I recognize that most of you will be deeply saddened, even frustrated, by our need to de-densify. I share in these emotions. I so looked forward to having you all back on campus this fall. In my conversations with you, I know you were excited to be back as well. Returning to residence amid a global pandemic was always going to be challenging. We understood and embraced this, investing our best thinking and energies into making it possible. Given all that our residential liberal arts experience offers, we owed it to our students to try. Indeed, it was a worthy pursuit.
That said, we have much work ahead of us to ensure a smooth transition. At this juncture, therefore, I ask that we dedicate our focus to ensuring a safe and orderly campus departure for the students pivoting to remote learning, supporting those students who will remain on campus, and doing everything in our power to provide an exceptional in-person and virtual educational experience.
Transition and Pausing of Classes
In the coming days, we will reduce our total number of students in residence to approximately 900. This will enable our institutional infrastructure to more fully support our health protocols and any positive cases that may occur. Two fundamental ways we will achieve this is by assigning each student to their own residence. Additionally, we believe we will be able to provide regular testing for all students who remain in residence.
Our decision to retain the first-year students is fundamental. We know that first-year experiences are critical to a student’s success for their four years at Gettysburg College. Our decision to retain them on campus centered around providing them with the educational opportunities and connections they need to be dynamic and contributing members of this community into the future.
The College’s de-densification will occur over a three-day period (September 5 -7), assuring our students and staff can adhere to safe masking and physical distancing protocols, similar to our Move-In Week. This process will begin as early as tomorrow. As outlined in the de-densification process that can be found on the website, students pivoting to remote learning will depart campus on an assigned day based upon their state of residence. We recognize the challenges created by the current campus-wide restrictions and are actively engaging with our public health advisors about how we can best proceed in the coming days while the move-out takes place; at a minimum, the measures taken today to permit certain activities are expected to stay in place. Please continue to check your email for updates.
Recognizing the challenging task of moving approximately 1,300 students out of residence, the College has instituted a one-week pause of classes. We will extend our fall semester by one week, concluding final exams from December 7 - 13. Classes will resume, both in person and remotely, beginning on Monday, September 14. For questions regarding the one-week pause of classes, please visit contact Vice Provost Jack Ryan.
Students Remaining in Residence
Upon a comprehensive review that included perspectives from the Board of Trustees, the President’s Council, the Implementation Committee, the Office of the Provost, the Office of the Registrar, and members of the faculty, it was decided that the following student cohort will remain on campus for the fall semester, up to our 900 maximum:
- All first-year students
- All transfer students
- All international students
- Student teachers with placements in local schools
- Residential & First-Year Programs (RAs and CAs) student leader staff
- Student leaders charged with supporting a robust in-person co-curricular experience
- Students with specific graduation requirements, particularly seniors, which could include capstones, laboratory research, and/or creative activities, may be able to remain on campus where they will have access to the facilities necessary to complete their degree. Students petitioning to remain on campus for academic reasons must complete a Housing Petition Form by Monday, September 7 at noon. For academic related requests, students must have the support of a faculty advisor or mentor to make this request. The petitions will be reviewed by a committee in the Provost’s Office.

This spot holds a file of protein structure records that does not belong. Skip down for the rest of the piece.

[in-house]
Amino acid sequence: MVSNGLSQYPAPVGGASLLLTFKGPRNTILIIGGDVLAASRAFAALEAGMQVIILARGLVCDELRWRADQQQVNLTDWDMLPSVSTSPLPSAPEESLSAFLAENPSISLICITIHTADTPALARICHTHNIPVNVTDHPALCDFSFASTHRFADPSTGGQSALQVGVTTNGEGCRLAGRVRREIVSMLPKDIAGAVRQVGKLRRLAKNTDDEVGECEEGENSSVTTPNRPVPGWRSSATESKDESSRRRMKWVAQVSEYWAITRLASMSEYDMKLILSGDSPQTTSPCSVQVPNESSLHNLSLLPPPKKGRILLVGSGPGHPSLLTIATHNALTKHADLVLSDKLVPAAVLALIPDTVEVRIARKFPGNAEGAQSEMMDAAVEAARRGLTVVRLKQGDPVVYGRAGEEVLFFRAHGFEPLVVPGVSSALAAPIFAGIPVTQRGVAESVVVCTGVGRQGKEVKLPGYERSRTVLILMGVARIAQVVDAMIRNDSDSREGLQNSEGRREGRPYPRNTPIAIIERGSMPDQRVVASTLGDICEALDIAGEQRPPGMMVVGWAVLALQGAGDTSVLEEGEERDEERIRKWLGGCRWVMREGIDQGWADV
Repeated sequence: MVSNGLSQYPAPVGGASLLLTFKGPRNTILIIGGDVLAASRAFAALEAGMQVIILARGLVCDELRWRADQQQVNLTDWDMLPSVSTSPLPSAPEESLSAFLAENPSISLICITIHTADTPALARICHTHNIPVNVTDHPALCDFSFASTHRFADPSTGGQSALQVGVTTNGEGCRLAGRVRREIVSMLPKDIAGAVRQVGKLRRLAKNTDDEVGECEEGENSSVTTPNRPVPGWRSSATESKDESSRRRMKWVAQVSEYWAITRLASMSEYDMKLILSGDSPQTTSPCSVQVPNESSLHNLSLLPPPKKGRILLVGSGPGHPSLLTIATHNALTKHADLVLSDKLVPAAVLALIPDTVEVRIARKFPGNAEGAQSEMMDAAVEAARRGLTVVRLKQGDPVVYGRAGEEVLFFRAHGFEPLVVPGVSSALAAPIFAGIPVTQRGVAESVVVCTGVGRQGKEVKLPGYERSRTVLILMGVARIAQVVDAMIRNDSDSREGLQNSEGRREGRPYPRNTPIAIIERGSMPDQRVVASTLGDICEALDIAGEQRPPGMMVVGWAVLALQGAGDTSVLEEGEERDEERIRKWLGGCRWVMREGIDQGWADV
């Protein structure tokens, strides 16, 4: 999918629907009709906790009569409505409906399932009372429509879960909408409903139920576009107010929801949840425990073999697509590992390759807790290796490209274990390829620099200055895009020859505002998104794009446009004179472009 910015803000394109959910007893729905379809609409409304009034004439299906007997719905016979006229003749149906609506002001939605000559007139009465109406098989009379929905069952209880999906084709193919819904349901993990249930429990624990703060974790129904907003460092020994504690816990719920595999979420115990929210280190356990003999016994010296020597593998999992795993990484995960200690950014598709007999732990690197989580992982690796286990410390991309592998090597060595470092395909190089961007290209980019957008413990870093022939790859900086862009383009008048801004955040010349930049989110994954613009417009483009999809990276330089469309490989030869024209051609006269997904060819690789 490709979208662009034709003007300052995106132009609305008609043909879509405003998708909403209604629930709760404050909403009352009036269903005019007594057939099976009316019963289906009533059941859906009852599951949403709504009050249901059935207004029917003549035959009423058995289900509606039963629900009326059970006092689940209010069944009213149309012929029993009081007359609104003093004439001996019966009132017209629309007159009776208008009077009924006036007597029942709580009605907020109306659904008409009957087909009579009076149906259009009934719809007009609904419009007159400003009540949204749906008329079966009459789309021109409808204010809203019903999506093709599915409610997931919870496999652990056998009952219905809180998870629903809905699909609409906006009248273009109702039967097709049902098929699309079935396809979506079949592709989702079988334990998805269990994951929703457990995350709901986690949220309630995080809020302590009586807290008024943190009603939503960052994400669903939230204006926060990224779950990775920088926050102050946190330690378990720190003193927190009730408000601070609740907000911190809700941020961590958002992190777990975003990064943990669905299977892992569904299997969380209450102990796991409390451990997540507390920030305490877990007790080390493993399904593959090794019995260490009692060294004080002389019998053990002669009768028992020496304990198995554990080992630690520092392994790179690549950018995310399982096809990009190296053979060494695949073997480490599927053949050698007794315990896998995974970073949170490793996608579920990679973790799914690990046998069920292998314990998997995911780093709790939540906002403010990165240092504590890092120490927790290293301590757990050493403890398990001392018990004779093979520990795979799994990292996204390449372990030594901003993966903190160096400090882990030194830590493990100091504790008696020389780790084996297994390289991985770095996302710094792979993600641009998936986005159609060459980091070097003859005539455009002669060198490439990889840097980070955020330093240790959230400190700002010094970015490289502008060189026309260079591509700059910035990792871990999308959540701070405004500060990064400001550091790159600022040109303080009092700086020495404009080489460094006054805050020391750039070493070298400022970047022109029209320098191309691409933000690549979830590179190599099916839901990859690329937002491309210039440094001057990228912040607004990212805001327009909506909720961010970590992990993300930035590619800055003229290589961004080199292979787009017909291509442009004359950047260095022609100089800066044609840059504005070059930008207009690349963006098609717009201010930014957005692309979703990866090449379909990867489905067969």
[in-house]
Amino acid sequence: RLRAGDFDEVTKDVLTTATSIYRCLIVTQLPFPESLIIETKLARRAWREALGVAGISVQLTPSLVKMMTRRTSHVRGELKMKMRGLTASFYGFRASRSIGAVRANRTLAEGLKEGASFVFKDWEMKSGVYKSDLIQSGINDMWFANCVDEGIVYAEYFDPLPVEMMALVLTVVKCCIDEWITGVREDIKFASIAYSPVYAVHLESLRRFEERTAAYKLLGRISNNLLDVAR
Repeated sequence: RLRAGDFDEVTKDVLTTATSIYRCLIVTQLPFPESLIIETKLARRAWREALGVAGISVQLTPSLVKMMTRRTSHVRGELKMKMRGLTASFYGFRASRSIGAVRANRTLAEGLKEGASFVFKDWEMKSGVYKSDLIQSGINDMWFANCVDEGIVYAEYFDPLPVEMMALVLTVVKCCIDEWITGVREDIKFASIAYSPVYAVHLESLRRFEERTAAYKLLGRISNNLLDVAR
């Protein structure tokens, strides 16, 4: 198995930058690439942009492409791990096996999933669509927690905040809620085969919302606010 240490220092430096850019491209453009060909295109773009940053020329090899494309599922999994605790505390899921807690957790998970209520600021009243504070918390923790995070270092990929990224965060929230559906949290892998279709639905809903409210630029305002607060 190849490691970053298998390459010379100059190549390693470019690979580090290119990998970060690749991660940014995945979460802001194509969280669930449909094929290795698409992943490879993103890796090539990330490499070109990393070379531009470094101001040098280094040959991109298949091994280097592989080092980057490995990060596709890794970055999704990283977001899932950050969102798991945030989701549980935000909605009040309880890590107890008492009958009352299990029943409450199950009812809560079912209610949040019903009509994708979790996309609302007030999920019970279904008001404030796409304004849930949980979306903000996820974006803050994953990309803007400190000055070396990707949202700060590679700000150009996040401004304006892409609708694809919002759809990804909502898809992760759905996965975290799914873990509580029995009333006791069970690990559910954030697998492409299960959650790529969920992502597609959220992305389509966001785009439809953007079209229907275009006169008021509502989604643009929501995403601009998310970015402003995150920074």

- Students with a demonstrated need to stay on campus. To be eligible, students must complete a Housing Petition. Only students who experience significant housing insecurity or other difficult circumstances will be approved. The petitions will be reviewed by a College committee. The committee will approve or deny each request. All petitions must be submitted by Monday, September 7 at noon.
Students identified as eligible to remain on campus will be notified by College personnel today. Again, if you have personal hardships that the College should consider in its evaluation of eligible residential cohort, please submit the petition form linked above. To learn more about College’s criteria for selecting this residential cohort of students, please visit the College website.
Emergency funding for students is available on a case-by-case basis. Factors considered for funding include the student’s financial need, the nature of the funding request, and the availability of funding at the time the request is made. All requests are confidential. Students in need of financial assistance are encouraged to submit an Emergency Fund Request.
For questions, please visit the College website. The phone bank 717-337-8800 will be open during the times listed below. Any additional questions can be directed to firstname.lastname@example.org.
- Friday, September 4: 3 - 9 p.m.
- Saturday, September 5: 9 a.m. - 3 p.m.
- Sunday, September 6: 9 a.m. – 3 p.m.
While this transition is certainly difficult for all us, I know it will be particularly challenging for our students. For the members of our remote cohort—our sophomores, juniors, and especially our seniors—I understand how deeply you will miss living, learning, and interacting on this campus. For our residential cohort—our first-year class and those who will remain on campus—I likewise know how deeply you will miss your classmates and the vibrant experience that comes with us all being together. Let us commit to keeping the bonds between us strong through this de-densification and over these next three months, and that we are doing all that we can to ensure we are safe, healthy, and continuing to support one another.
- De-densification message to Upper-Class Students – Danielle Phillips, Director of Residential and First-Year Programs, provides Upperclass Students with details of the process to depart campus.
- De-densification message to First-Year and Transfer Students – Danielle Phillips, Director of Residential and First-Year Programs, provides First-Year and Transfer Students with details of the process to remain on campus through the de-densification plan.